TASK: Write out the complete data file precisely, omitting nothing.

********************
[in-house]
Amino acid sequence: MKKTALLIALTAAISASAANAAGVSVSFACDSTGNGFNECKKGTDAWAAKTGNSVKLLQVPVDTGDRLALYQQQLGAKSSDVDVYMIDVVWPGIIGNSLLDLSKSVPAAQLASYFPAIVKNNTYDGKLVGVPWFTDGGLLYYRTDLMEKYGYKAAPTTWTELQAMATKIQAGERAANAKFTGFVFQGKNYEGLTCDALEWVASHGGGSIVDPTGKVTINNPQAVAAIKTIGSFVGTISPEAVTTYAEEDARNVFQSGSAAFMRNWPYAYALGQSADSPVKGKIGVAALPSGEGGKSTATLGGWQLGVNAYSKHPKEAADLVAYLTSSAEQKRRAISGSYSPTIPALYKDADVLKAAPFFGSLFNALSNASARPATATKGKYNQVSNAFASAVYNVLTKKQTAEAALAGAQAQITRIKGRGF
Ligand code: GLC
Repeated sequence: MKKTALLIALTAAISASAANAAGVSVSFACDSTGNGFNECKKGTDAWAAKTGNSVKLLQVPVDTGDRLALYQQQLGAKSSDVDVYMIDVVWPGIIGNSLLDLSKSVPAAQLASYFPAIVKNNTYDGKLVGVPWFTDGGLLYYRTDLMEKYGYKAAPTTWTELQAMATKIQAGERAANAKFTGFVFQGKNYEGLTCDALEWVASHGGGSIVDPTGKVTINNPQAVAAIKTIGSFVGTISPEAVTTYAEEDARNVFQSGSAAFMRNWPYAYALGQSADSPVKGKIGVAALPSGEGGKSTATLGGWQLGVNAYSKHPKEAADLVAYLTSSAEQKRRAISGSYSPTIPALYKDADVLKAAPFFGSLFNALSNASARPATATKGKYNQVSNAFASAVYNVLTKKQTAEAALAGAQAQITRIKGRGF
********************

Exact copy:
[in-house]
Amino acid sequence: MKKTALLIALTAAISASAANAAGVSVSFACDSTGNGFNECKKGTDAWAAKTGNSVKLLQVPVDTGDRLALYQQQLGAKSSDVDVYMIDVVWPGIIGNSLLDLSKSVPAAQLASYFPAIVKNNTYDGKLVGVPWFTDGGLLYYRTDLMEKYGYKAAPTTWTELQAMATKIQAGERAANAKFTGFVFQGKNYEGLTCDALEWVASHGGGSIVDPTGKVTINNPQAVAAIKTIGSFVGTISPEAVTTYAEEDARNVFQSGSAAFMRNWPYAYALGQSADSPVKGKIGVAALPSGEGGKSTATLGGWQLGVNAYSKHPKEAADLVAYLTSSAEQKRRAISGSYSPTIPALYKDADVLKAAPFFGSLFNALSNASARPATATKGKYNQVSNAFASAVYNVLTKKQTAEAALAGAQAQITRIKGRGF
Ligand code: GLC
Repeated sequence: MKKTALLIALTAAISASAANAAGVSVSFACDSTGNGFNECKKGTDAWAAKTGNSVKLLQVPVDTGDRLALYQQQLGAKSSDVDVYMIDVVWPGIIGNSLLDLSKSVPAAQLASYFPAIVKNNTYDGKLVGVPWFTDGGLLYYRTDLMEKYGYKAAPTTWTELQAMATKIQAGERAANAKFTGFVFQGKNYEGLTCDALEWVASHGGGSIVDPTGKVTINNPQAVAAIKTIGSFVGTISPEAVTTYAEEDARNVFQSGSAAFMRNWPYAYALGQSADSPVKGKIGVAALPSGEGGKSTATLGGWQLGVNAYSKHPKEAADLVAYLTSSAEQKRRAISGSYSPTIPALYKDADVLKAAPFFGSLFNALSNASARPATATKGKYNQVSNAFASAVYNVLTKKQTAEAALAGAQAQITRIKGRGF